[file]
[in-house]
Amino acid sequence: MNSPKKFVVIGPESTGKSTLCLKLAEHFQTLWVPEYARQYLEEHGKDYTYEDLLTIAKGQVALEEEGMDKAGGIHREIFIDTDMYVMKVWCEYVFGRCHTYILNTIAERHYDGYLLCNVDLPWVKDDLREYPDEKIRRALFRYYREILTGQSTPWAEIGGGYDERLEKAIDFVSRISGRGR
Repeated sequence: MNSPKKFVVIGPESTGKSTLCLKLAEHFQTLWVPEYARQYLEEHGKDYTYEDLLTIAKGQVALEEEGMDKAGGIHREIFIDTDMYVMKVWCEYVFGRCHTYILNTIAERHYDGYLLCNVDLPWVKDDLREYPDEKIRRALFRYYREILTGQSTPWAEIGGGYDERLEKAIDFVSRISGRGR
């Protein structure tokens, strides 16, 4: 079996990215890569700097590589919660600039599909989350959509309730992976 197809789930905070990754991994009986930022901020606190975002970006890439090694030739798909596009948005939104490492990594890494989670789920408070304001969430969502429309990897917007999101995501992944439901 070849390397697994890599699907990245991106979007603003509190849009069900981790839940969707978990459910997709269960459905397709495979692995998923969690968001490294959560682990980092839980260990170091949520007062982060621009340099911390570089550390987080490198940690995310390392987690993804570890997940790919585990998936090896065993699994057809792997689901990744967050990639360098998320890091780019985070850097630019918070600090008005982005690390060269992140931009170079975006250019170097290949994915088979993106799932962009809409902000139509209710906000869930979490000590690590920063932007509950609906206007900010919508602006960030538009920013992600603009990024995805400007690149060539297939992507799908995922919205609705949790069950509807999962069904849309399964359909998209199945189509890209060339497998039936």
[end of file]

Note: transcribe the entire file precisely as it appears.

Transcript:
[in-house]
Amino acid sequence: MNSPKKFVVIGPESTGKSTLCLKLAEHFQTLWVPEYARQYLEEHGKDYTYEDLLTIAKGQVALEEEGMDKAGGIHREIFIDTDMYVMKVWCEYVFGRCHTYILNTIAERHYDGYLLCNVDLPWVKDDLREYPDEKIRRALFRYYREILTGQSTPWAEIGGGYDERLEKAIDFVSRISGRGR
Repeated sequence: MNSPKKFVVIGPESTGKSTLCLKLAEHFQTLWVPEYARQYLEEHGKDYTYEDLLTIAKGQVALEEEGMDKAGGIHREIFIDTDMYVMKVWCEYVFGRCHTYILNTIAERHYDGYLLCNVDLPWVKDDLREYPDEKIRRALFRYYREILTGQSTPWAEIGGGYDERLEKAIDFVSRISGRGR
């Protein structure tokens, strides 16, 4: 079996990215890569700097590589919660600039599909989350959509309730992976 197809789930905070990754991994009986930022901020606190975002970006890439090694030739798909596009948005939104490492990594890494989670789920408070304001969430969502429309990897917007999101995501992944439901 070849390397697994890599699907990245991106979007603003509190849009069900981790839940969707978990459910997709269960459905397709495979692995998923969690968001490294959560682990980092839980260990170091949520007062982060621009340099911390570089550390987080490198940690995310390392987690993804570890997940790919585990998936090896065993699994057809792997689901990744967050990639360098998320890091780019985070850097630019918070600090008005982005690390060269992140931009170079975006250019170097290949994915088979993106799932962009809409902000139509209710906000869930979490000590690590920063932007509950609906206007900010919508602006960030538009920013992600603009990024995805400007690149060539297939992507799908995922919205609705949790069950509807999962069904849309399964359909998209199945189509890209060339497998039936």